Someone else always seems to take care of your worthy cause.  That which you enjoy, take advantage of, or participate in.  Membership allows for that right?  I pay my dues.. I shouldn’t have to do more.  Someone else can afford to do more.
Time, Treasure, Talent.  We all have some, we can do more, we need to budget our worthy cause or causes into our lives.
You pick and choose what that cause is, we all do.  We decide what is important to us and those around us and make a choice to support it or just take advantage of “Someone else”.
The Boy Scouts of America.  My worthy cause.
For over a century it has relied on the stewardship of its members, Alumni, and those that know and understand what its mission is.  It takes money to make programs happen.  It takes support to ensure that the mission can be sustained and accomplished.  A mission that takes the life span of the member and will never stop as long as a 7 year boy comes to a join night.  It will forever need support and funding as long as Troops load up the vans, buses, and station wagons and head to summer camp.  It will continue to be in need of time, treasure, and talent as long as we wish our young people to learn, live, and share the values and make choices that shape their character.  Yes, a worthy cause.
But, Someone else will do it.
Each year the BSA asks of its members to become a Friend of Scouting.  To go above and beyond their contribution of time and talent.  To do more financially than their annual dues and registration fees.  To support the organization where it counts.  The worthy cause that is provided at the local Council level.  Where the Scout and the Scouts family benefit.  It takes more than registration fees and lending a helping hand at a local camp, it takes money, just like you local radio station that asks for support to maintain its programing uninterrupted by ads.
Yes the BSA goes to corporations and asks for their contribution.  The BSA targets organization that share our values and support our type of programing.  Buts not enough and we can’t rely on someone to do it.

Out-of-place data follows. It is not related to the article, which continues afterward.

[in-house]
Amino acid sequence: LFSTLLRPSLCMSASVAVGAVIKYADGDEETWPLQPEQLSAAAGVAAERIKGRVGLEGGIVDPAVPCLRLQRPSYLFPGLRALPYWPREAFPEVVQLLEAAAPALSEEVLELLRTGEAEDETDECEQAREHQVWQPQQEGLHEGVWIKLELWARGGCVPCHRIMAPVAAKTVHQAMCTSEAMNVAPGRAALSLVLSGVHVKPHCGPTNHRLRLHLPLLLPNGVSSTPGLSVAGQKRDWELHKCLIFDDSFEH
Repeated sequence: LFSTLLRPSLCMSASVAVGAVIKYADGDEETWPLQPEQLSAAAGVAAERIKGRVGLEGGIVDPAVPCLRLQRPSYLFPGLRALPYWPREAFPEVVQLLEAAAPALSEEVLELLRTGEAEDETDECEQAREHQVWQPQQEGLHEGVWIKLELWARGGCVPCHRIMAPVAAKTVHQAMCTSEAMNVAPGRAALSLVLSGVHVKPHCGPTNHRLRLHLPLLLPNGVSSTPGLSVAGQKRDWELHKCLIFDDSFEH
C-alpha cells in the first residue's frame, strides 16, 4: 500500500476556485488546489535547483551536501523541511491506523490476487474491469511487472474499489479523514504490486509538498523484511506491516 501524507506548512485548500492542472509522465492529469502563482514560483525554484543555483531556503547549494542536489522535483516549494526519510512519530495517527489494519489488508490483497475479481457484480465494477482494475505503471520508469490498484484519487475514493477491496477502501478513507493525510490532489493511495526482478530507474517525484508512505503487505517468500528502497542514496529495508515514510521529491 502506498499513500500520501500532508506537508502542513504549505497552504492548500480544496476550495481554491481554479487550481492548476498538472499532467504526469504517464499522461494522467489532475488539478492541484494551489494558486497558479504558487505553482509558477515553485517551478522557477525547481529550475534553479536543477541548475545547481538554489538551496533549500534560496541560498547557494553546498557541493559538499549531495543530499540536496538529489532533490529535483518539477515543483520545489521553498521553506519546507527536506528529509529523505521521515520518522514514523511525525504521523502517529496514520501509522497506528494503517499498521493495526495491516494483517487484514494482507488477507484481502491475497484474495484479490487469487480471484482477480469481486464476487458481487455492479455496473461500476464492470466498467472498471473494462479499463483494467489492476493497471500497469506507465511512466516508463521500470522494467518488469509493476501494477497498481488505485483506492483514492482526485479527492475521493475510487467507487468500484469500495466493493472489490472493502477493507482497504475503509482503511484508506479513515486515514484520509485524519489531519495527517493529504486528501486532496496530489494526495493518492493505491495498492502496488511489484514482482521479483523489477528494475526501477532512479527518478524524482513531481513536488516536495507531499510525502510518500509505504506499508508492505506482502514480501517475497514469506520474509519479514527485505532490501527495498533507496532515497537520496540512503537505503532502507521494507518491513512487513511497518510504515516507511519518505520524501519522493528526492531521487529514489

We all know that Scouting is a worthy cause.  We all know what the outcomes can be because of Scouting.  We all know that Scouting offers programing that no other youth organization can do.  But we can not wait for someone else. We all need to do our part.
Budgeting your worthy cause.
I will not tell you how to spend your money.  My wife and I are like everyone else, we have a budget and try to stick to it.  We know what we have and what we can give.  We make a choice each year on what and who we are going to support.  For us, the Boy Scouts of America is our worthy cause.  We have seen what it does for the young men and their families.  We have watched as our sons took advantage of the all of the great programs the BSA offers.  From monthly campouts to the National Jamboree.  From Summer camp to Philmont our family has always enjoyed what the Boy Scouts of America offers and does.  So when we budget our giving we make a choice to give to our worthy cause.  We choose to support Scouts.  Our sons are grown and no longer actively in the program, even though Scouting will always be a part of their lives.  Now we support someone else, we have become that someone else that does it because someone else didn’t do it.  Like the radio station, I want Scouting’s programming to stay on the air.  I budget how much time I wish to give, how much of my talent I have to give, and how much treasure I have to give.  The bottom line is what we decide is our worthy cause.  The cause that means the most to us.  The cause that we see the most impact for our dollar.  And the cause that we know can last forever if we all pitch in.
What is your worthy cause.  Just because you are reading this does not mean it is Scouting.  I know that.  When I make our annual Friends of Scouting appeal to my Troop we ask that everyone help support a Scout.  We ask that they all do something to help.  A dollar, Two hundred dollars, whatever they can budget to help Scouting.  I ask that they take a look at their Scout and Scouting family and see the benefits that come with Scouting.   Finally I ask that they believe in what Scouting does and decide if it is important enough to them to keep it going.  I ask that they make Scouting a worthy cause.